South Orkney Islands Tundra | One Earth
South Orkney Islands Tundra

South Orkney Islands Tundra

Image credit: Creative Commons

South Orkney Islands Tundra

The ecoregion’s land area is provided in units of 1,000 hectares. The protection goal is the Global Safety Net (GSN1) area for the given ecoregion. The protection level indicates the percentage of the GSN goal that is currently protected on a scale of 0-10. N/A means data is not available at this time.

Bioregion: Antarctic Peninsula & Scotia Sea (AN2)

Realm: Antarctica

Ecoregion Size (1000 ha):

N/A

Ecoregin ID:

131

Protection Goal:

N/A

Protection Level:

N/A

States: Antarctica

This is the most northerly of all the Antarctic ecoregions, separated from the closest ecoregion by 600 km of water and with a distinctive climate and rich biodiversity. These Islands were discovered in 1821 and this marked the beginning of a sporadic period of exploitation by seal-hunters. In the early 1900s a whaling station was also established. The South Orkney Islands are an archipelago of four main islands (Coronation Island, Laurie Island, Powell Island, and Signy Island) and numerous smaller islets and exposed rocks. Over 90% of the islands are glaciated and the small amount of permanently ice-free land (160 km2) demarcates the extent of this ecoregion.

This is the most northerly of all the Antarctic ecoregions, separated from the closest ecoregion by 600 km of water and with a distinctive climate and rich biodiversity. These Islands were discovered in 1821 and this marked the beginning of a sporadic period of exploitation by seal-hunters. In the early 1900s a whaling station was also established. The South Orkney Islands are an archipelago of four main islands (Coronation Island, Laurie Island, Powell Island, and Signy Island) and numerous smaller islets and exposed rocks. Over 90% of the islands are glaciated and the small amount of permanently ice-free land (160 km2) demarcates the extent of this ecoregion.

Signy Island is the least glaciated of the four main islands and as such it has a greater concentration of wildlife than the other islands within this ecoregion. Extensive vegetation, nesting seabird colonies and seal colonies coexist in many places. Seabirds breeding on the island include Snowy Sheathbills (Chionis albus), Southern giant petrels (Macronectes giganteus), Gentoo penguins (Pygoscelis papua), Macaroni penguins (Eudyptes chrysolophus), Adélie penguins (Pygoscelis adeliae), Southern fulmar (Fulmarus glacialoides), Cape Petrels (Daption capense), Antarctic Prions (Pachyptila desolata), Kelp gulls (Larus dominicanus), Antarctic Terns (Sterna vittata) and Imperial Shags (Phalacrocorax atriceps).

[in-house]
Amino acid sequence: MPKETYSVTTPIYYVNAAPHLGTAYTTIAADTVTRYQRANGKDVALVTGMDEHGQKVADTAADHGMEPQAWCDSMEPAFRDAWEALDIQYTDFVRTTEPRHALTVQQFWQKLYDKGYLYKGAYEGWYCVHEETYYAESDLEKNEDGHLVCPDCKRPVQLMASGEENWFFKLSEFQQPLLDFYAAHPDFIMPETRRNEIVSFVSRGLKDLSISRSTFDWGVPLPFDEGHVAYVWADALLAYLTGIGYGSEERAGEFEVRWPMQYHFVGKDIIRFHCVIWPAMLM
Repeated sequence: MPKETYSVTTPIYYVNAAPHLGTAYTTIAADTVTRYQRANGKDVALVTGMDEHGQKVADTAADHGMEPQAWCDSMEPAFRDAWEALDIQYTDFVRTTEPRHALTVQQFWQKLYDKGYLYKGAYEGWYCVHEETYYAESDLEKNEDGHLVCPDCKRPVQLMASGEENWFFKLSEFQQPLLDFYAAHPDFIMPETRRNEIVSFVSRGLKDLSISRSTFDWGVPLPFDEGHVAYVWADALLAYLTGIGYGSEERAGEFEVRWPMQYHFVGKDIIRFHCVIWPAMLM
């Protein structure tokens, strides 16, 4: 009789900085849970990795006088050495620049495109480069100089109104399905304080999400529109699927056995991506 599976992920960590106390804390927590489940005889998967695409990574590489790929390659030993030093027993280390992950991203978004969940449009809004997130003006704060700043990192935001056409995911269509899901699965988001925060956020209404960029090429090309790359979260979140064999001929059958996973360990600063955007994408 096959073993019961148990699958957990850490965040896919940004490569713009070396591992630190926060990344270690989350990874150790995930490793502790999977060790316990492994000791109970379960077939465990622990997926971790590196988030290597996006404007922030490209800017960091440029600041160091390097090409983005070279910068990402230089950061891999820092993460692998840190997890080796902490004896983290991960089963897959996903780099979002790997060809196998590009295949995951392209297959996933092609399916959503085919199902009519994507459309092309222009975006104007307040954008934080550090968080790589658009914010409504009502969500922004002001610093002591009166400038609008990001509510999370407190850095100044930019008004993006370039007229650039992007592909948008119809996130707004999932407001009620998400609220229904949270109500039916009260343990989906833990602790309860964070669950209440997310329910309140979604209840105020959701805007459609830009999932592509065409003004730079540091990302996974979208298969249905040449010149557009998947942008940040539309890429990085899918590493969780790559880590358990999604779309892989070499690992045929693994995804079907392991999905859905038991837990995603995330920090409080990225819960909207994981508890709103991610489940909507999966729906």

The flagship species of the South Orkney Islands Tundra ecoregion is the snowy sheathbill. Image credit: Creative Commons

There are 25 colonies of Adélie Penguins, containing over 140,000 breeding pairs. Antarctic fur seals (Arctocephalus gazella) and Southern elephant seals (Mirounga leonina) are the primary seal species breeding in this ecoregion. The ecoregion is also relatively rich in invertebrate fauna with 46 species recorded, including mites, springtails, nematodes and beetles, and an invasive chironomid midge (Eretmoptera murphyi) and enchtraeid worm (Christensenidrilus blocki). 

Mosses and lichens dominate the vegetation, with almost 100 species of moss and perhaps as many as 200 species of lichen. The only two species of Antarctic flowering plants, Antarctic hair grass (Deschampsia antarctica) and the cushion forming pearlwort (Colobanthus quitenis) also occur in this ecoregion. 

Four Antarctic Specially Protected areas occur in this ecoregion: ASPA 109 (Moe Island); ASPA110 (Lynch Island); ASPA 111 (Southern Powell Island and adjacent island); and ASPA 114 (Southern Coronation Island). All of these were designated for the protection of unique or important biodiversity values. These protected areas cover 3 % of the available ice-free area, making the South Orkney islands one of the most protected of all the Antarctic ecoregions.  

There are two Antarctic research station. The longest running is Orcadas, situated on Laurie Island and operated by Argentina has winter population of around 14 people and a peak population in summer of around 45 people. The British station Signy, is situate on the southern end of Signy island and only operates in summer, with typically less than 10 scientists visiting each year. Over 1000 tourist landings were made in 2014–15, with 90% of these visits to the Argentinian base Orcadas. This represents a significant increase on visits in 2012–13 when only 115 landings were reported.

Priority conservation actions for the next decade will be to: 1) undertake research to better understand and mitigate the impact of human activities in the region; 2) develop research to understand the impacts of non-native species; and 3) ensure a stable Antarctic Treaty system to maintain the ongoing, overall protection of Antarctica.

Citations

  1. Terauds, A., S. L. Chown, F. Morgan, H. J. Peat, D. J. Watts, H. Keys, P. Convey, and D. M. Bergstrom. (2012) Conservation biogeography of the Antarctic. Diversity and Distributions 18:726-741.
  2. Terauds, A., and Lee, J. R. (2016) Antarctic biogeography revisited: updating the Antarctic conservation biogeographic regions. Diversity and Distributions 22:836-840.
  3. Chown, S.L. & Convey, P. (2007) Spatial and temporal variability across life’s hierarchies in the terrestrial Antarctic. Philosophical Transactions of the Royal Society B: Biological Sciences, 362: 2307–2331.
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